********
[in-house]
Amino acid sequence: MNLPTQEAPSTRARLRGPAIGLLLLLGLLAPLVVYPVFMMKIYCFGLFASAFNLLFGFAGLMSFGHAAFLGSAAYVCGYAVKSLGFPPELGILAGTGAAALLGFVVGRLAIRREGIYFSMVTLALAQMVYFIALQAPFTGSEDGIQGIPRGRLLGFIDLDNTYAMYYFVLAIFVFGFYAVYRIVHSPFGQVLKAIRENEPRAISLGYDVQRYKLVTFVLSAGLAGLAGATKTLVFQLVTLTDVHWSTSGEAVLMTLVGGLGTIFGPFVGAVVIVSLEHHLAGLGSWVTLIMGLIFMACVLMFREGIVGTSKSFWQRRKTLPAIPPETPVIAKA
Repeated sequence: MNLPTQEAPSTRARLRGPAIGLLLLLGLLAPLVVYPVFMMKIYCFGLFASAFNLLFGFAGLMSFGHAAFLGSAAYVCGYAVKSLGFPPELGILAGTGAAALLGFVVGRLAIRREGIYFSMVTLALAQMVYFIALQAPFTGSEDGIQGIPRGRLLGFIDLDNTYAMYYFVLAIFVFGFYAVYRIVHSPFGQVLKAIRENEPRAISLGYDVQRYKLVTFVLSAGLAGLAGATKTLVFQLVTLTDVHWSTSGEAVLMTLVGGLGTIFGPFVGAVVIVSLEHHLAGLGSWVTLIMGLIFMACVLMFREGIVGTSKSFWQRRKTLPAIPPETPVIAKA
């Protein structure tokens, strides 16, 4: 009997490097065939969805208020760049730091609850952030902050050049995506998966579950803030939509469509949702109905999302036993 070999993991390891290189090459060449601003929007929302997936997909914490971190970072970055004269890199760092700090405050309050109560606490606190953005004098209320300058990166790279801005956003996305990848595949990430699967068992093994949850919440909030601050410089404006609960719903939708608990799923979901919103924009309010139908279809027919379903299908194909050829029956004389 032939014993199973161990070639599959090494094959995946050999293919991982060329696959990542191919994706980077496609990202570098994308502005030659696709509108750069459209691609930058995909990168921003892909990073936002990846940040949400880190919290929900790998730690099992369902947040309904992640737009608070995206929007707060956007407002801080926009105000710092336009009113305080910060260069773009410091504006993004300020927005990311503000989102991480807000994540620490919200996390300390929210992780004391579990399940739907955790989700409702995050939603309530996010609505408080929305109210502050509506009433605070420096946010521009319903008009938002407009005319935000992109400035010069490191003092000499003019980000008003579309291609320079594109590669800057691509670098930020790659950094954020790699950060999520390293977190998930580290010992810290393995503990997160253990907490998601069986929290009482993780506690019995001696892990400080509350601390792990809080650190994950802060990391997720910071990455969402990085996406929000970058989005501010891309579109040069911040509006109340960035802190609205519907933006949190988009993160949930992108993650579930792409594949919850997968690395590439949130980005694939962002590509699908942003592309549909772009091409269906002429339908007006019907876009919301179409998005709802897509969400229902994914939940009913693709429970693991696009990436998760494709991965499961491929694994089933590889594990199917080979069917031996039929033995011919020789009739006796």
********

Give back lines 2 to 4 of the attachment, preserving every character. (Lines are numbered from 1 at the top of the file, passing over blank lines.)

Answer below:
Amino acid sequence: MNLPTQEAPSTRARLRGPAIGLLLLLGLLAPLVVYPVFMMKIYCFGLFASAFNLLFGFAGLMSFGHAAFLGSAAYVCGYAVKSLGFPPELGILAGTGAAALLGFVVGRLAIRREGIYFSMVTLALAQMVYFIALQAPFTGSEDGIQGIPRGRLLGFIDLDNTYAMYYFVLAIFVFGFYAVYRIVHSPFGQVLKAIRENEPRAISLGYDVQRYKLVTFVLSAGLAGLAGATKTLVFQLVTLTDVHWSTSGEAVLMTLVGGLGTIFGPFVGAVVIVSLEHHLAGLGSWVTLIMGLIFMACVLMFREGIVGTSKSFWQRRKTLPAIPPETPVIAKA
Repeated sequence: MNLPTQEAPSTRARLRGPAIGLLLLLGLLAPLVVYPVFMMKIYCFGLFASAFNLLFGFAGLMSFGHAAFLGSAAYVCGYAVKSLGFPPELGILAGTGAAALLGFVVGRLAIRREGIYFSMVTLALAQMVYFIALQAPFTGSEDGIQGIPRGRLLGFIDLDNTYAMYYFVLAIFVFGFYAVYRIVHSPFGQVLKAIRENEPRAISLGYDVQRYKLVTFVLSAGLAGLAGATKTLVFQLVTLTDVHWSTSGEAVLMTLVGGLGTIFGPFVGAVVIVSLEHHLAGLGSWVTLIMGLIFMACVLMFREGIVGTSKSFWQRRKTLPAIPPETPVIAKA
């Protein structure tokens, strides 16, 4: 009997490097065939969805208020760049730091609850952030902050050049995506998966579950803030939509469509949702109905999302036993 070999993991390891290189090459060449601003929007929302997936997909914490971190970072970055004269890199760092700090405050309050109560606490606190953005004098209320300058990166790279801005956003996305990848595949990430699967068992093994949850919440909030601050410089404006609960719903939708608990799923979901919103924009309010139908279809027919379903299908194909050829029956004389 032939014993199973161990070639599959090494094959995946050999293919991982060329696959990542191919994706980077496609990202570098994308502005030659696709509108750069459209691609930058995909990168921003892909990073936002990846940040949400880190919290929900790998730690099992369902947040309904992640737009608070995206929007707060956007407002801080926009105000710092336009009113305080910060260069773009410091504006993004300020927005990311503000989102991480807000994540620490919200996390300390929210992780004391579990399940739907955790989700409702995050939603309530996010609505408080929305109210502050509506009433605070420096946010521009319903008009938002407009005319935000992109400035010069490191003092000499003019980000008003579309291609320079594109590669800057691509670098930020790659950094954020790699950060999520390293977190998930580290010992810290393995503990997160253990907490998601069986929290009482993780506690019995001696892990400080509350601390792990809080650190994950802060990391997720910071990455969402990085996406929000970058989005501010891309579109040069911040509006109340960035802190609205519907933006949190988009993160949930992108993650579930792409594949919850997968690395590439949130980005694939962002590509699908942003592309549909772009091409269906002429339908007006019907876009919301179409998005709802897509969400229902994914939940009913693709429970693991696009990436998760494709991965499961491929694994089933590889594990199917080979069917031996039929033995011919020789009739006796």